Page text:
LF2 = SOP/BBP, so if a players SOP > BBP, they experienced suckouts more often that bad beats, and have been lucky.
Another way PokerShowdowns measures luck, is by the severity of a bad beat. There are really two ways to measure bad beat
severity: odds that were overcome, and the amount of chips won (or not won). These measurements are combined to make "bad beat
factor (BBF)" and "suckout factor (SOF)". As an example, if someone hits a one-outer on the river after calling bets from behind
each round, the odds overcome were pretty high. However, if blinds were small, and the bets were minimal, and the pot size was
relatively small, then the "chips not won" was small. Contrast that with that same exact one-outer occurring at a final table
with huge blinds and a huge pot. The BBF and SOF values would be much higher in the latter situation. Each bad beat event has
a BBF and SOF associated with it. A player's average BBF and SOF is combined to from LF3. Again, if LF3 is greater than one,
their average SOF has been greater than their average BBF, so their average SO has been more 'severe' than their average BB.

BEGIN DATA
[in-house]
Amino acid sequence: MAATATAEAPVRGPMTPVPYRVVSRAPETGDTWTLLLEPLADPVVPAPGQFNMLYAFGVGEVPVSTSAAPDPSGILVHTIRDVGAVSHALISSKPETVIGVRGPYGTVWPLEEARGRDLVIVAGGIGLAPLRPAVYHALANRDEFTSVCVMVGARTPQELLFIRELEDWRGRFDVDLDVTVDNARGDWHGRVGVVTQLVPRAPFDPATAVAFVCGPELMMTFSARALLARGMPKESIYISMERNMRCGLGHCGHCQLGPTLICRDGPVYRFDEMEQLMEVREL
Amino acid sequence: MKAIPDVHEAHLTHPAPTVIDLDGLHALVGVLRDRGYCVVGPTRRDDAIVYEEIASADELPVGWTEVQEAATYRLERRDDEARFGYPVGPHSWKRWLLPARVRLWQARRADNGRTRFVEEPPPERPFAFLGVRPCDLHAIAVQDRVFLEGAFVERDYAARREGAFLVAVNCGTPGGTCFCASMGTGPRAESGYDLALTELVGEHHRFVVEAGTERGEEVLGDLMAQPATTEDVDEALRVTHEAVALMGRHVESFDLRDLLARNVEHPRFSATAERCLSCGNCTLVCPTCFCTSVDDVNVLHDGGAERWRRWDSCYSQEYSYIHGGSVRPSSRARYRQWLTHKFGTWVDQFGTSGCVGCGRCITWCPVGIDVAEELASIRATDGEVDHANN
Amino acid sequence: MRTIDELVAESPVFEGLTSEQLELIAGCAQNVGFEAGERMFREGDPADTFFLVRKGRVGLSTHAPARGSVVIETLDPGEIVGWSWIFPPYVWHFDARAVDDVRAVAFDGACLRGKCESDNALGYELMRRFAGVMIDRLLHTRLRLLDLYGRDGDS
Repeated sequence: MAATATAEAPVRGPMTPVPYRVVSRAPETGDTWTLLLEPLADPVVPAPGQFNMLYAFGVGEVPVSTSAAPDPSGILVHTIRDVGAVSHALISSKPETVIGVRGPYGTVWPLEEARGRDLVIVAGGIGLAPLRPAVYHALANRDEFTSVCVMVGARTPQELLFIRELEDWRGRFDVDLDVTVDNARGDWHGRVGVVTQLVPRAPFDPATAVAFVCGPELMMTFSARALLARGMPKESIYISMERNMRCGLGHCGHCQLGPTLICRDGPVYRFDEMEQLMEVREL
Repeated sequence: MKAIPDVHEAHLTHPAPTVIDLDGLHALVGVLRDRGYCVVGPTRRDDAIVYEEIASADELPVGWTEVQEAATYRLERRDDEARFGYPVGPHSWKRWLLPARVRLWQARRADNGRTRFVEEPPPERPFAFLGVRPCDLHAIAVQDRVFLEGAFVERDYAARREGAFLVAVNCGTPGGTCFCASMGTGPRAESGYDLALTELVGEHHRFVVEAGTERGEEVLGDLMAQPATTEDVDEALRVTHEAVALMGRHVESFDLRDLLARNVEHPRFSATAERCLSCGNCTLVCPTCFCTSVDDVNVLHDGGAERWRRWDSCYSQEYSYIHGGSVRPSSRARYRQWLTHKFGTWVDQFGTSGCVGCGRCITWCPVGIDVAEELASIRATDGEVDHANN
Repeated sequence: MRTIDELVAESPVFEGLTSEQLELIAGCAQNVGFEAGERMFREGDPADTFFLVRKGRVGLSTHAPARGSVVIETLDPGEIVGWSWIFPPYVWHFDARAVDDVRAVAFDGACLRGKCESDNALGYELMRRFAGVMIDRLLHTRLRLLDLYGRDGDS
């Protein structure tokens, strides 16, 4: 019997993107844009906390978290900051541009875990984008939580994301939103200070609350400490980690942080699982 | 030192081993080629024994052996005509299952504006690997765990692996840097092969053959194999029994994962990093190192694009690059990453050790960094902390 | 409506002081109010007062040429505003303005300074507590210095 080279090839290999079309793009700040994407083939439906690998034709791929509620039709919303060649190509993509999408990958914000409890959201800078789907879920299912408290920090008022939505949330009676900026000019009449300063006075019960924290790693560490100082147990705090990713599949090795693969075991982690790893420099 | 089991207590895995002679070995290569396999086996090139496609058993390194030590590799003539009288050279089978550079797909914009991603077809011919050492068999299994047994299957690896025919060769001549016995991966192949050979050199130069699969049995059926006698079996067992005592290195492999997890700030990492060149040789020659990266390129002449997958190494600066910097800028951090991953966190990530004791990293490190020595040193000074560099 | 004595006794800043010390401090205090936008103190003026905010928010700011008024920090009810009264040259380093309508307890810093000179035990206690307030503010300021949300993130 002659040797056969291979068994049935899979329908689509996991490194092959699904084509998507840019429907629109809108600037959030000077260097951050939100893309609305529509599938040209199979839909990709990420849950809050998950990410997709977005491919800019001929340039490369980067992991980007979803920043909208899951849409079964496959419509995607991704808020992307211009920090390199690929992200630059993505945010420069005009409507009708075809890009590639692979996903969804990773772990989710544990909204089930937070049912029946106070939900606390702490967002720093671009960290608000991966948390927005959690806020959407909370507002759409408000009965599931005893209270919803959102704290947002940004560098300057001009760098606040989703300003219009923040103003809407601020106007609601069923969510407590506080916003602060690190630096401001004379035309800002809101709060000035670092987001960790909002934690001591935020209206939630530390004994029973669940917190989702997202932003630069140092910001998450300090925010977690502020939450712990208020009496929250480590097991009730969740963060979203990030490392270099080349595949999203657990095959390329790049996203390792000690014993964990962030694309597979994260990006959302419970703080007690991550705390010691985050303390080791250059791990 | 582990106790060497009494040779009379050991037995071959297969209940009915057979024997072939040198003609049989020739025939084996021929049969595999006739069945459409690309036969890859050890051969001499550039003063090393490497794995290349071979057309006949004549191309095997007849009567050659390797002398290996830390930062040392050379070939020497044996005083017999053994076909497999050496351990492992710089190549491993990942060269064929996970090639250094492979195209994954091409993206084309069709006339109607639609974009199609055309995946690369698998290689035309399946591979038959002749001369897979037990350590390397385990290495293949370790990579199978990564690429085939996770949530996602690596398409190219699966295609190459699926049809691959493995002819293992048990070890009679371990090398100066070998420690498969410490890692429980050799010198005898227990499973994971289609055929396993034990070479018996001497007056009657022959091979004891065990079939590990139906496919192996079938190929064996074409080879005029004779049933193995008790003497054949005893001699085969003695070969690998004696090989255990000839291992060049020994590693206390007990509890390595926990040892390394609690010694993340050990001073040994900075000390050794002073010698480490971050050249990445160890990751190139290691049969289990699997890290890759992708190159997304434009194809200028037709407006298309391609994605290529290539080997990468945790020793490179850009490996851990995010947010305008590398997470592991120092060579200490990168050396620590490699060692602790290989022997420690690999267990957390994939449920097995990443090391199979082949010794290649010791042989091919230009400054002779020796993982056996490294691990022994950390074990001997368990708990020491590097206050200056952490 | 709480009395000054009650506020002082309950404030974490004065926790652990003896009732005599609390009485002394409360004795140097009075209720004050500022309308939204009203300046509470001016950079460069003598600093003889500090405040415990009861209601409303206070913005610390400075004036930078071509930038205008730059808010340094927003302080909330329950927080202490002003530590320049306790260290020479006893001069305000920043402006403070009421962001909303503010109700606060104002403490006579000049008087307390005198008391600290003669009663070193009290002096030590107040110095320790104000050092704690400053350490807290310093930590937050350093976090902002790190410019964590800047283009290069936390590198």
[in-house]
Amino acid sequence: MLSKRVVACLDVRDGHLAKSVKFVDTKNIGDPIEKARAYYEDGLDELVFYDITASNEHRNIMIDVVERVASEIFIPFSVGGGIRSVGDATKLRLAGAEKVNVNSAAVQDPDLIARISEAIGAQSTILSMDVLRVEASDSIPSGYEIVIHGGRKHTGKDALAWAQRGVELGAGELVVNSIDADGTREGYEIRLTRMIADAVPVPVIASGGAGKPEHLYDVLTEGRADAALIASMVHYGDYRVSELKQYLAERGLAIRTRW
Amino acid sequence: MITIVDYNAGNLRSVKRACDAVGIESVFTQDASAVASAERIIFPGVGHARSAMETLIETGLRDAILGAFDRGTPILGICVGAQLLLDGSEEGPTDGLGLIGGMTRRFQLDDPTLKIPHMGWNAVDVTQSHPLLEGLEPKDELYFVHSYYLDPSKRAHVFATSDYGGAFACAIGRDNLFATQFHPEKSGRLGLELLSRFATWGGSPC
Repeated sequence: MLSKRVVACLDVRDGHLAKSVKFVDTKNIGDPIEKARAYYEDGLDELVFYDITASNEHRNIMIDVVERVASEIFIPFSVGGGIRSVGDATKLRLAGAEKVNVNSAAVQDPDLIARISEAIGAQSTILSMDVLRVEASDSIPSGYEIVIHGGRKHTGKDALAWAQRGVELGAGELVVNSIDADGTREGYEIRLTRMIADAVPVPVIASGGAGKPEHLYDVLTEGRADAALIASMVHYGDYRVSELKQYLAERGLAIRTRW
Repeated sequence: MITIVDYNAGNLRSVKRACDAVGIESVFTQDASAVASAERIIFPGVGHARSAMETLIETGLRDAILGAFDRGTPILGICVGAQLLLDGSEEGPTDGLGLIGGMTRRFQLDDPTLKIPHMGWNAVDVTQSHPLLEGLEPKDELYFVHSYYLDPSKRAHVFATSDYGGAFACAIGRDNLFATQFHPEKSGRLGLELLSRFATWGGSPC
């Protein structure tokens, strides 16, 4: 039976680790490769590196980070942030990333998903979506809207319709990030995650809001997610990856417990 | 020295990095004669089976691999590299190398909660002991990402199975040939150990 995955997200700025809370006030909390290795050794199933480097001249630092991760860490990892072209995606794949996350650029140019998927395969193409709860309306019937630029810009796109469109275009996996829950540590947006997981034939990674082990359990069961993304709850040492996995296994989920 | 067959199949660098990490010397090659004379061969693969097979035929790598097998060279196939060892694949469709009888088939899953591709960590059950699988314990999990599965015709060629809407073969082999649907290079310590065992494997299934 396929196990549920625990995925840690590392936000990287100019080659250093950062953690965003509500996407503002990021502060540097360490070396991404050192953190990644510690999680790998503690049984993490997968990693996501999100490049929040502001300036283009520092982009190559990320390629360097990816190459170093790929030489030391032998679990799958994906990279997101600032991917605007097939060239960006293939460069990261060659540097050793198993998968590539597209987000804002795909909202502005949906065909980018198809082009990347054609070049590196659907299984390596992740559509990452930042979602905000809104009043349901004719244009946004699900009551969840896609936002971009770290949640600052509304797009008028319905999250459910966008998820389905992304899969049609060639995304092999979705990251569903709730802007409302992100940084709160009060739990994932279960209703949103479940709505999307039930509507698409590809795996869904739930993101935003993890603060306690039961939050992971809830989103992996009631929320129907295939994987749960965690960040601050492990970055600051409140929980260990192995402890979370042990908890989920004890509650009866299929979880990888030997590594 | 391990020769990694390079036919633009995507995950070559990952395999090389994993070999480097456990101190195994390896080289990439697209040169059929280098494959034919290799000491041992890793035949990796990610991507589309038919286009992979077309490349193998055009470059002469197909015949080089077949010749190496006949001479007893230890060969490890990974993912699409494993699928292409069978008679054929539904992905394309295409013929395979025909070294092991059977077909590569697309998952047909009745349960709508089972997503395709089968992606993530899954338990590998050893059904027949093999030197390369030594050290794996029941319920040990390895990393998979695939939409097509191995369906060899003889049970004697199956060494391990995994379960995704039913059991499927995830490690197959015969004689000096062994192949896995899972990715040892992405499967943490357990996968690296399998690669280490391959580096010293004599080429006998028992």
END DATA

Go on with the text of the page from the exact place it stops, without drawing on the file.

So they have been lucky with regard to that statistic.
LuckFactor1 (LF1) is the ratio of number of actual wins (NW) over the expected number of wins (EXNW). So if the player has more
wins than expected, they have been lucky, and vice versa. The expected number of wins comes directly from preflop expected win
percentages of each showdown.
LuckFactor (LF) combines LF1-LF3 into a single LuckFactor. LF is a good measure for if that player has been lucky/unlucky over
the period being evaluated (LF column has been circled in the below screenshot).
RIBHA and RIBHB stand for "run into big hand ahead/behind". This statistic identifies events where a player is put in an
unfortunate/unlucky situation. For example, if you are dealt KK and the player to your left is dealt AA, that is pretty unlucky and
you will likely lose a lot of chips. I came up with a measure for this at each round, and won't put the details here. Just think of
this as having a big hand against an even bigger hand. As with any of these statistics, there is no reason a player should experience